The Citizenship Amendment Act and the National Register of Citizens, which have been put on the back burner due to the coronavirus pandemic, will surely rear their heads again soon. But the controversy around citizenship has generated renewed interest in Partition historiography. One positive outcome has been the re-surfacing of the Sylhet Referendum in the public imagination of scholars and media analysts. Many scholars have argued that the politics surrounding the ‘foreigner’s problem’ in Assam and the subsequent demand for updating the NRC can be traced to the Sylhet Referendum of 1947 that led to the Partition of the state of Assam.
Today, 6 July, marks the 73rd anniversary of this momentous event that permanently changed the lives and destinies of at least two generations of Hindu Sylhetis, who were compelled to leave their homeland in now Bangladesh and migrate to undivided Assam as refugees. What became of these people post-Partition is not a story that has been acknowledged, leave alone told very well, in mainstream Partition histories. This is partly because the dominant Partition story in South Asia has been restricted to the Hindu-Muslim binary, while in Assam this dynamic was completely subverted to fuel an antagonism based on ethno-linguistic lines.
Riding on the idea of Assamese sub-nationalism, the political project of the ‘anti-foreigner movement’ has always been exclusionary and the decision to conduct an NRC exercise in Assam was a result of ethno-linguistic chauvinism that had begun with the ‘bongal kheda andolan (oust the Bengali movement)’ immediately after Partition. And yet, wider pan-Indian intellectual outrage against the exercise was registered only when it was perceived as an ‘anti-Muslim’ and communal ploy by the Narendra Modi government.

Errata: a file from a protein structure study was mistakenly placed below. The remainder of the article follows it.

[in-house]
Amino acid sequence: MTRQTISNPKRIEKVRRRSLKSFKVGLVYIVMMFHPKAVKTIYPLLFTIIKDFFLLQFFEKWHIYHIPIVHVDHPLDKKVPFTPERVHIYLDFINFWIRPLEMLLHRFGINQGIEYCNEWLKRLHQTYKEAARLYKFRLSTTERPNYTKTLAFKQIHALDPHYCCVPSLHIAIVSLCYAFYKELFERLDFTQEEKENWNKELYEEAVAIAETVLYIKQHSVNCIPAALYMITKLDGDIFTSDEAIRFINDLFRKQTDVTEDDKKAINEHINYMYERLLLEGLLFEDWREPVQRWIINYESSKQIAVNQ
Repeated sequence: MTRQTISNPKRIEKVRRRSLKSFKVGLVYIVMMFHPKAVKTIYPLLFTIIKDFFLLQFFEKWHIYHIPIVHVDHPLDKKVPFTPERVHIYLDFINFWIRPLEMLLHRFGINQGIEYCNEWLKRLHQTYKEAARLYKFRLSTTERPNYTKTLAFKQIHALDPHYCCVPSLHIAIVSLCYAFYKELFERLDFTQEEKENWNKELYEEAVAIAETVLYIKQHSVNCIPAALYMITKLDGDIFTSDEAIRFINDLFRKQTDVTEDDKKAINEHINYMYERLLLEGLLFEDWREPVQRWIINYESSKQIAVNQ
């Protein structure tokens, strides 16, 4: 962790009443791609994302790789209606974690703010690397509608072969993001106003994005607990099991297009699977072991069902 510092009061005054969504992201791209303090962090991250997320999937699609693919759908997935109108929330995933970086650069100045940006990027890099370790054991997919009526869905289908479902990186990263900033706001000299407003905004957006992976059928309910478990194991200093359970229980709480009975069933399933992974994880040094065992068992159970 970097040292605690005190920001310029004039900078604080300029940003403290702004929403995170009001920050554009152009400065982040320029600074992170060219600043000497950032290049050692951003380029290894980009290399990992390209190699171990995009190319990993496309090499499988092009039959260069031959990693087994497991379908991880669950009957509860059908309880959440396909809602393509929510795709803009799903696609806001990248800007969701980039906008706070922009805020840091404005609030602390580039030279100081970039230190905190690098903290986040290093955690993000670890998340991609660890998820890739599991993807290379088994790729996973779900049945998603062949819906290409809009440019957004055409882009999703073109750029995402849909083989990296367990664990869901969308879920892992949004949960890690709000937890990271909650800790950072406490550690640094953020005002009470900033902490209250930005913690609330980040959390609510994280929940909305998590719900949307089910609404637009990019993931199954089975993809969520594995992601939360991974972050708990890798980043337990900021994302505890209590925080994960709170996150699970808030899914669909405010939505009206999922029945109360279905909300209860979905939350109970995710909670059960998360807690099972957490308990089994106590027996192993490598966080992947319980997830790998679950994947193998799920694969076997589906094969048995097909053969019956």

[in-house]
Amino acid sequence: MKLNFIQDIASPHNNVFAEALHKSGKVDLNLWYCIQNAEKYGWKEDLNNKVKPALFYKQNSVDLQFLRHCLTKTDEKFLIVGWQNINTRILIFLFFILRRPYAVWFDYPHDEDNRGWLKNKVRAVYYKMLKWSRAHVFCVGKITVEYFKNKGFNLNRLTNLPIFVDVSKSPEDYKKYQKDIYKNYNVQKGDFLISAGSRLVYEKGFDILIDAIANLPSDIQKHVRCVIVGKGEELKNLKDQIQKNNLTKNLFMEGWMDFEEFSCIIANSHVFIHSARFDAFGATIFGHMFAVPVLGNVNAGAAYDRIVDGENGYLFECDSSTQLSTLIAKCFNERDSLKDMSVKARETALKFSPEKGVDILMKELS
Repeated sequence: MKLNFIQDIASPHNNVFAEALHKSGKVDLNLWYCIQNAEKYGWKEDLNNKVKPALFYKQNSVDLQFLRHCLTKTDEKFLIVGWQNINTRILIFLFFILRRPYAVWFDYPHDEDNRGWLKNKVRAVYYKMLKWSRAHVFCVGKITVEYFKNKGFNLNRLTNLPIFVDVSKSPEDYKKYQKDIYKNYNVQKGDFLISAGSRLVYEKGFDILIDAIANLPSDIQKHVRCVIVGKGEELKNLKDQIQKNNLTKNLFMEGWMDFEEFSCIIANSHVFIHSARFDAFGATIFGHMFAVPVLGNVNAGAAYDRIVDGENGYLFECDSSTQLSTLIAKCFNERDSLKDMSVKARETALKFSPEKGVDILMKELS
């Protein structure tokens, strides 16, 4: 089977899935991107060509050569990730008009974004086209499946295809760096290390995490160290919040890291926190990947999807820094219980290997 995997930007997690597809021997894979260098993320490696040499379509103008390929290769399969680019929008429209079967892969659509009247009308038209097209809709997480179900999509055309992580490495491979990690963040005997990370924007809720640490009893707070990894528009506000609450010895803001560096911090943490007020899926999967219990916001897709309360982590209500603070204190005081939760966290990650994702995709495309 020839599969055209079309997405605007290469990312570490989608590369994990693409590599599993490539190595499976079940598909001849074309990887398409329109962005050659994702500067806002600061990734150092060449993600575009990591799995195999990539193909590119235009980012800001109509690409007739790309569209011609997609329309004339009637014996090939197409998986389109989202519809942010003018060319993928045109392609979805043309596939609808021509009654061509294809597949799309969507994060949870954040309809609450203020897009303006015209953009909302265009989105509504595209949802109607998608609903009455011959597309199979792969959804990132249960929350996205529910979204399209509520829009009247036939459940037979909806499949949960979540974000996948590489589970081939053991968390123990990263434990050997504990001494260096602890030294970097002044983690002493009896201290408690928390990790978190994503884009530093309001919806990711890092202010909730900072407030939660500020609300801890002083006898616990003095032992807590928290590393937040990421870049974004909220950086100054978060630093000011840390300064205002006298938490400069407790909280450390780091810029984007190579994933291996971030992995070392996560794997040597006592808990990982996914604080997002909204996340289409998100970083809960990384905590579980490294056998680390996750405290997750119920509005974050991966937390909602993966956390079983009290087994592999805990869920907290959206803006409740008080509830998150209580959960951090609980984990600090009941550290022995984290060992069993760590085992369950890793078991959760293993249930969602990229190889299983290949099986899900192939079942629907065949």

The stateless Sylheti Hindus
While communalisation of the citizenship issue is condemnable, what remains puzzling is how chauvinism based on ethno-linguistic cleavages was legitimised and even normalised as a manifestation of the pent-up frustrations of the Assamese community, whose cultural identity was perceived to be under threat by the Bengalis. One possible reason for this lopsided understanding could be that the perception surrounding this displaced community is flawed. In scholarly and popular imagination, Hindu Sylhetis are an essentially homogenous and privileged community, which has got ‘what it deserved’ after having subjugated the Assamese for decades during the colonial period. However, while every community has its visible privileges, that alone should not militate against the discrimination and the suffering of the bulk.
Sylhet, which now forms part of Bangladesh, was originally known as ‘Srihatta’, which literally means ‘prosperous’. During the colonial period, Sylhet was constantly tossed between Bengal and Assam by the Britishers due to administrative reasons. It was historically a part of undivided Bengal and a frontier region of British India until 1874, when it was joined with the newly acquired territory of Assam. The motivation for clubbing Sylhet with the newly carved out Chief Commissioner’s Province of Assam was primarily to increase revenue and make Assam an economically viable province.
The integration of Sylhet with Assam was resisted vociferously by the Hindu Bengalis of the region because they constantly demanded to be returned to an ‘advanced’ Bengal rather than be clubbed with Assam. The Assamese elite, who saw the English-educated Bengalis as the main competitors for employment and as being responsible for inflicting a cultural hegemony in the region, also opposed this move. In 1905, when Bengal was partitioned, Sylhet was made part of Eastern Bengal and Assam, but in 1912, it was again disintegrated from Bengal and made part of Assam.